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Alienation and Mass Organization

Published by Anonymous (not verified) on Thu, 03/12/2020 - 9:36pm in

image/jpeg iconOn the Mass Organization Paradigm in Activism.jpg

A personal reflection on alienation experienced within National Democratic mass organizations.

There was a point that I was mechanically going through “activist” motions like attending rallies, not because I felt genuine solidarity with the movement, but because it was something the org prescribed for its members.


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Introducing Naomi Wimborne-Idrissi: One of the ‘Wrong Type of Jews’

Double Down News are another left-wing, alternative news site and agency. In this video, Naomi Wimborne-Idrissi of Jewish Voice for Labour, talks about the abuse and attempts to silence her she and the other left-wing, pro-Palestinian Jews have faced. She describes what a breath of fresh air Jeremy Corbyn was and the hope he gave people like herself, that there would be real change at last after 30 years in the Labour party. She talks about the eminent Jewish academics, who have criticised the establishment’s exclusive concentration on support for Israel as the defining factor in Jewish identity, and the powerful role left-wing Jews like herself have played in combating racism and prejudice all over the world, from the battle against Mosley’s BUF to the American Civil Rights movement and apartheid South Africa.

Anti-Semitic Abuse for Being Pro-Palestine

She begins by describing the abuse she personally got when she was 19 and presented a pro-Palestinian talk at Uni. she was called ‘safe-hating’, ‘the wrong kind of Jew’, ‘anti-Semitic’ and a ‘kapo’. This is especially despicable, as they were the Jewish collaborators with the Nazis in the concentration camps. She is bitterly critical of this type of abuse, not just because it’s especially offensive for people who have really suffered under Nazis and other vicious anti-Semites – she equates it with being called a ‘paedophile’ – but because it also delegitimises the struggle against real Fascists. Here the video shows footage from the notorious Charlottesville Nazi gathering, with the storm troopers of the Alt Right marching along chanting ‘The Jews will not replace us.’ Wimborn-Idrissi’s talk and the abuse she received was covered by the Jewish Telegraph, who put it all on the front page. Which shows you what a despicable, right-wing establishment rag it is.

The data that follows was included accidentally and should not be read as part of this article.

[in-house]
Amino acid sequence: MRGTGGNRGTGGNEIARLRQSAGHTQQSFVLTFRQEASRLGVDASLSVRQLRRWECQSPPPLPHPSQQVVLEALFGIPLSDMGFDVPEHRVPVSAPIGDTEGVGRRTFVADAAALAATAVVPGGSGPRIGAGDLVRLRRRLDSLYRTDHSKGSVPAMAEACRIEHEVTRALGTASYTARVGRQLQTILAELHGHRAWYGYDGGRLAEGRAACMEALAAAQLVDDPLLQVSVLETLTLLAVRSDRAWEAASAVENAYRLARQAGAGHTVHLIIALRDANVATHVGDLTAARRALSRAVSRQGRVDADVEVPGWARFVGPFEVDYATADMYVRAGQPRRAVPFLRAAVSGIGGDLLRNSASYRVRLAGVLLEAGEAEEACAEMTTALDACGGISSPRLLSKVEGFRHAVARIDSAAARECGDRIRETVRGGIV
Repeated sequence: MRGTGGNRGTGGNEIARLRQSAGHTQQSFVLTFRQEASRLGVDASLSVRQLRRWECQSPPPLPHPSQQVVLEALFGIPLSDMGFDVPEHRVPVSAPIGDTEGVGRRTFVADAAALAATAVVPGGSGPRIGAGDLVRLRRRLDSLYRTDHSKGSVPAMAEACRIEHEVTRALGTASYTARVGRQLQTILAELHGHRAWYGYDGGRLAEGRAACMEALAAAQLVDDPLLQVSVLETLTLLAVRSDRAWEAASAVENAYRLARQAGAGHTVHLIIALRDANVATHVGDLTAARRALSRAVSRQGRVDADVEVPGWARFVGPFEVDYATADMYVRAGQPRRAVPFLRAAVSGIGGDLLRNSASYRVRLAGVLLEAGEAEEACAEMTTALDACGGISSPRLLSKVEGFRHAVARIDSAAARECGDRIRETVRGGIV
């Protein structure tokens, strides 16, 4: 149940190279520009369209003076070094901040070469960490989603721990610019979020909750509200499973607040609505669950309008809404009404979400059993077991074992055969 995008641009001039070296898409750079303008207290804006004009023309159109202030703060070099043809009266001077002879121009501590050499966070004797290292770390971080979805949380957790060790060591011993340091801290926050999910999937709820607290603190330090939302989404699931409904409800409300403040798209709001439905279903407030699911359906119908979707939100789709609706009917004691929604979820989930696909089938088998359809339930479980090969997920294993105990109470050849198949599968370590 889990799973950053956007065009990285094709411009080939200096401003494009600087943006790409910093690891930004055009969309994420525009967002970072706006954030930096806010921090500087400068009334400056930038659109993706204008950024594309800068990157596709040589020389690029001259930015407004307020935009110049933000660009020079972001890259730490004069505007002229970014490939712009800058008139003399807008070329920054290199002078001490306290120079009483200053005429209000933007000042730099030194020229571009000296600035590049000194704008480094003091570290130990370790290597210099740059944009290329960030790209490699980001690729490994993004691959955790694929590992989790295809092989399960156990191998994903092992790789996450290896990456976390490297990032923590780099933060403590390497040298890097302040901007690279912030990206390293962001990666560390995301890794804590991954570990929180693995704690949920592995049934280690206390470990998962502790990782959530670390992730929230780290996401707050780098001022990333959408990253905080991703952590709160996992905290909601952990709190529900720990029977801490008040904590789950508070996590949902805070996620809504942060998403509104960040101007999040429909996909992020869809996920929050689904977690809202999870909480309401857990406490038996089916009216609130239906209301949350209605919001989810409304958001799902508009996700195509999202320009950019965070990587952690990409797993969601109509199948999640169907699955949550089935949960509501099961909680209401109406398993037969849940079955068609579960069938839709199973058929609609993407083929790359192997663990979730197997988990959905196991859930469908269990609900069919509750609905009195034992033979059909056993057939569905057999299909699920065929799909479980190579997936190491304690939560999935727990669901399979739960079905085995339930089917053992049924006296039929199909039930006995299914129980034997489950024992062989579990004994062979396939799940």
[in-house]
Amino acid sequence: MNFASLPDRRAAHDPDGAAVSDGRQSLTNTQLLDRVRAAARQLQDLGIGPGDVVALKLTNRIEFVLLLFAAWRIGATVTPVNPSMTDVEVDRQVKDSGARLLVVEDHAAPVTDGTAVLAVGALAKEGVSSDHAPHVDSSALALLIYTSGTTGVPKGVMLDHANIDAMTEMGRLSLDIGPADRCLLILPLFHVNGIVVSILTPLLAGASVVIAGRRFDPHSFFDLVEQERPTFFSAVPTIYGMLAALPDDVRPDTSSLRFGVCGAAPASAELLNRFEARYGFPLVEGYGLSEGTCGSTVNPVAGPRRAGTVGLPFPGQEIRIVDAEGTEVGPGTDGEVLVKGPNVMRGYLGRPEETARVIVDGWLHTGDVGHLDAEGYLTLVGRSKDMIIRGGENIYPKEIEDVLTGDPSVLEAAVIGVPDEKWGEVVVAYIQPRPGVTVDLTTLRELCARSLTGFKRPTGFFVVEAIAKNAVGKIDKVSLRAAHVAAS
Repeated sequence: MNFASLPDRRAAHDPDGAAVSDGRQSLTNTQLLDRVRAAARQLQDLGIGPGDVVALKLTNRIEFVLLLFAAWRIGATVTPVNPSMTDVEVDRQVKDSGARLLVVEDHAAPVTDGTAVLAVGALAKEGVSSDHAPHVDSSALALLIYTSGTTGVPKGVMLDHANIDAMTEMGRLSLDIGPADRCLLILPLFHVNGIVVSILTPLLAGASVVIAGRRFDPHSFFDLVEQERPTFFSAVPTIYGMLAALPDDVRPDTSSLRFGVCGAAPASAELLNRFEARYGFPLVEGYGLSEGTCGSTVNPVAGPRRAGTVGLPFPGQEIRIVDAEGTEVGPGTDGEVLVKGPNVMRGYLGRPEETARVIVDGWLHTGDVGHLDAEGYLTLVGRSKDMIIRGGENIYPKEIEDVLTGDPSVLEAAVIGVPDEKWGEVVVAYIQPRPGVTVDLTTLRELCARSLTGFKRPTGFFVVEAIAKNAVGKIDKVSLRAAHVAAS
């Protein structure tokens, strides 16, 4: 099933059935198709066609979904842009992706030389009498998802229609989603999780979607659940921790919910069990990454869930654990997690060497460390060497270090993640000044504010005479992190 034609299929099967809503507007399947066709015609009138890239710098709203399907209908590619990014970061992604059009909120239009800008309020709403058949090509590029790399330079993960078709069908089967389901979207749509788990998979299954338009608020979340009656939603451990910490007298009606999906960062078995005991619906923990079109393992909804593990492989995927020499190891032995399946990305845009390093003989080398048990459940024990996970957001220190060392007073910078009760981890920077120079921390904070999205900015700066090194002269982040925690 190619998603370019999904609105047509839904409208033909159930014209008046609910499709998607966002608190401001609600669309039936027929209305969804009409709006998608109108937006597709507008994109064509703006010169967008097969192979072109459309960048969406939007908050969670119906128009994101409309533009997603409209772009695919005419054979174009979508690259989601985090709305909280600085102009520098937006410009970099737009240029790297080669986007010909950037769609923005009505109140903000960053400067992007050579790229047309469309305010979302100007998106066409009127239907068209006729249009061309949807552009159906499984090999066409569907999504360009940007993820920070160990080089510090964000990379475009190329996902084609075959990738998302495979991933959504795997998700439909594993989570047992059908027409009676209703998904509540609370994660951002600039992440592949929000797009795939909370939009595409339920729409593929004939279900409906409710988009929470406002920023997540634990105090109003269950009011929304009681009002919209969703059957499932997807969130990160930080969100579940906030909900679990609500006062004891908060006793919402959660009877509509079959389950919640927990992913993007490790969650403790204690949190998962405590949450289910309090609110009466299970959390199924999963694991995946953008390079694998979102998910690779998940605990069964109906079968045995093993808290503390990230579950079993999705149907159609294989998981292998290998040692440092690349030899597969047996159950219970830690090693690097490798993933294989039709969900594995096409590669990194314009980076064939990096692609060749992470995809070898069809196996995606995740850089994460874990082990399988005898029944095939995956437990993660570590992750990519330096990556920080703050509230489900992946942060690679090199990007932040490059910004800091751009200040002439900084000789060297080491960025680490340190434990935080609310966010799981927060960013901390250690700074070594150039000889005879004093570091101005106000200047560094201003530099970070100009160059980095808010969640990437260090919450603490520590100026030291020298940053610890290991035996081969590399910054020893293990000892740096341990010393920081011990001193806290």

Heijo Meyer and Israel’s Nazi-like Persecution of the Palestinians

She also gives the real truth about Corbyn’s infamous attendance at the speech given by Heijo Meyer, which was used to pillory Corbyn as an anti-Semite. Of course he’s no such thing, and the video shows images of the greatest prime minister Britain rejected demonstrating against racism, including his arrest for protesting against apartheid. Meyer was a Dutch Holocaust survivor – and the video shows this with Meyer rolling up his sleeve to show the tattoo on his forearm which the Nazis used to mark the inmates of the death camps. Meyer’s was speaking at a Holocaust Memorial Day event. He was describing how the techniques used by the Nazis to dehumanize people like him – Jews – in the camps to enable them to murder them are also being used by Israel against the Palestinians. And what Wimborne-Idrissi says is horrifying is that the parallels are there.

This section of the footage is grim, as it show the Palestinian victims of Israeli aggression – homes in rubble, a disabled person tipped over in their wheelchair by Israeli squaddies, a little girl with horrifically blackened, swollen eyes.

The talk was part of a series of events that also showed other communities had suffered oppression, like the Travellers. But they were shouted down by a very obnoxious, very vociferous group of Zionists. She found it deeply disgusting that these people were trying to shout down and intimidate an eighty year old man, and urged Corbyn to call the rozzers to have them removed. And in fact the fuzz were prevailed upon to do their duty. But unfortunately by that time they’d been successful in drowning out the Travellers, so that people hardly heard a word from them.

The Media Silencing of Left-Wing Jews